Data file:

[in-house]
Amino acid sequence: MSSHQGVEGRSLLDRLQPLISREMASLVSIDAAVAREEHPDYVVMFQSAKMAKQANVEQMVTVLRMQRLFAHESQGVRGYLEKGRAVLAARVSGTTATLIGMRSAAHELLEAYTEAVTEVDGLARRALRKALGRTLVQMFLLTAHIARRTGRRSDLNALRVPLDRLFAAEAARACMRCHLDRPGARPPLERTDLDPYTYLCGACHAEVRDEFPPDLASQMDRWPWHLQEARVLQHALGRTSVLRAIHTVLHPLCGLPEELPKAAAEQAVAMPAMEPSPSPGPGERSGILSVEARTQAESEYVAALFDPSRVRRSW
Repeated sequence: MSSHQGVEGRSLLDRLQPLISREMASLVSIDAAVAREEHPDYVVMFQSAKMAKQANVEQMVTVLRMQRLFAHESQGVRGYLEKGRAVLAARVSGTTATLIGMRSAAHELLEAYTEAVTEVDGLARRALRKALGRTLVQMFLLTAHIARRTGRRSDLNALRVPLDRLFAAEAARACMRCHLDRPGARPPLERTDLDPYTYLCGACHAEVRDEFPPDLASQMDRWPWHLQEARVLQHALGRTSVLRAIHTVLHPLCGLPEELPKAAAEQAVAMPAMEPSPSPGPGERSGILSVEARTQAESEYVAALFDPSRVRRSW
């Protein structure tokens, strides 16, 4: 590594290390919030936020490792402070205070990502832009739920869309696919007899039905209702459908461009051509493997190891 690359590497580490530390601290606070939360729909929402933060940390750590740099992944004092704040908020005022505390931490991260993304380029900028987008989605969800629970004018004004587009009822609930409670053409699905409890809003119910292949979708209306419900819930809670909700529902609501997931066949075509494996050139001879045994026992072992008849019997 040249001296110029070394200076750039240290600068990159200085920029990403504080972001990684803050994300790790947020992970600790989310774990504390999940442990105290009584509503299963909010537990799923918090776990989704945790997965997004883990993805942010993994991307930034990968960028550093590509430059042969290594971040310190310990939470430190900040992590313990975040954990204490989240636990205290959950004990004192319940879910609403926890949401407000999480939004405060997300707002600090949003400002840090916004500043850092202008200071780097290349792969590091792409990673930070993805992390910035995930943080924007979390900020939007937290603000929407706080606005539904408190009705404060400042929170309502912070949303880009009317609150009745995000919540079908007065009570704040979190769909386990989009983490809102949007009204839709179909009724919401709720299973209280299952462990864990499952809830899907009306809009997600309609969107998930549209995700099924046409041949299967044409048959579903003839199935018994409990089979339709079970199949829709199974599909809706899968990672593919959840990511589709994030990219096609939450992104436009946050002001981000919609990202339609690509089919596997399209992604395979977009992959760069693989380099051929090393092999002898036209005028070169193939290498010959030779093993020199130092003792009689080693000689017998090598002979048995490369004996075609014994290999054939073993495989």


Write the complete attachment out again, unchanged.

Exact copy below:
[in-house]
Amino acid sequence: MSSHQGVEGRSLLDRLQPLISREMASLVSIDAAVAREEHPDYVVMFQSAKMAKQANVEQMVTVLRMQRLFAHESQGVRGYLEKGRAVLAARVSGTTATLIGMRSAAHELLEAYTEAVTEVDGLARRALRKALGRTLVQMFLLTAHIARRTGRRSDLNALRVPLDRLFAAEAARACMRCHLDRPGARPPLERTDLDPYTYLCGACHAEVRDEFPPDLASQMDRWPWHLQEARVLQHALGRTSVLRAIHTVLHPLCGLPEELPKAAAEQAVAMPAMEPSPSPGPGERSGILSVEARTQAESEYVAALFDPSRVRRSW
Repeated sequence: MSSHQGVEGRSLLDRLQPLISREMASLVSIDAAVAREEHPDYVVMFQSAKMAKQANVEQMVTVLRMQRLFAHESQGVRGYLEKGRAVLAARVSGTTATLIGMRSAAHELLEAYTEAVTEVDGLARRALRKALGRTLVQMFLLTAHIARRTGRRSDLNALRVPLDRLFAAEAARACMRCHLDRPGARPPLERTDLDPYTYLCGACHAEVRDEFPPDLASQMDRWPWHLQEARVLQHALGRTSVLRAIHTVLHPLCGLPEELPKAAAEQAVAMPAMEPSPSPGPGERSGILSVEARTQAESEYVAALFDPSRVRRSW
């Protein structure tokens, strides 16, 4: 590594290390919030936020490792402070205070990502832009739920869309696919007899039905209702459908461009051509493997190891 690359590497580490530390601290606070939360729909929402933060940390750590740099992944004092704040908020005022505390931490991260993304380029900028987008989605969800629970004018004004587009009822609930409670053409699905409890809003119910292949979708209306419900819930809670909700529902609501997931066949075509494996050139001879045994026992072992008849019997 040249001296110029070394200076750039240290600068990159200085920029990403504080972001990684803050994300790790947020992970600790989310774990504390999940442990105290009584509503299963909010537990799923918090776990989704945790997965997004883990993805942010993994991307930034990968960028550093590509430059042969290594971040310190310990939470430190900040992590313990975040954990204490989240636990205290959950004990004192319940879910609403926890949401407000999480939004405060997300707002600090949003400002840090916004500043850092202008200071780097290349792969590091792409990673930070993805992390910035995930943080924007979390900020939007937290603000929407706080606005539904408190009705404060400042929170309502912070949303880009009317609150009745995000919540079908007065009570704040979190769909386990989009983490809102949007009204839709179909009724919401709720299973209280299952462990864990499952809830899907009306809009997600309609969107998930549209995700099924046409041949299967044409048959579903003839199935018994409990089979339709079970199949829709199974599909809706899968990672593919959840990511589709994030990219096609939450992104436009946050002001981000919609990202339609690509089919596997399209992604395979977009992959760069693989380099051929090393092999002898036209005028070169193939290498010959030779093993020199130092003792009689080693000689017998090598002979048995490369004996075609014994290999054939073993495989």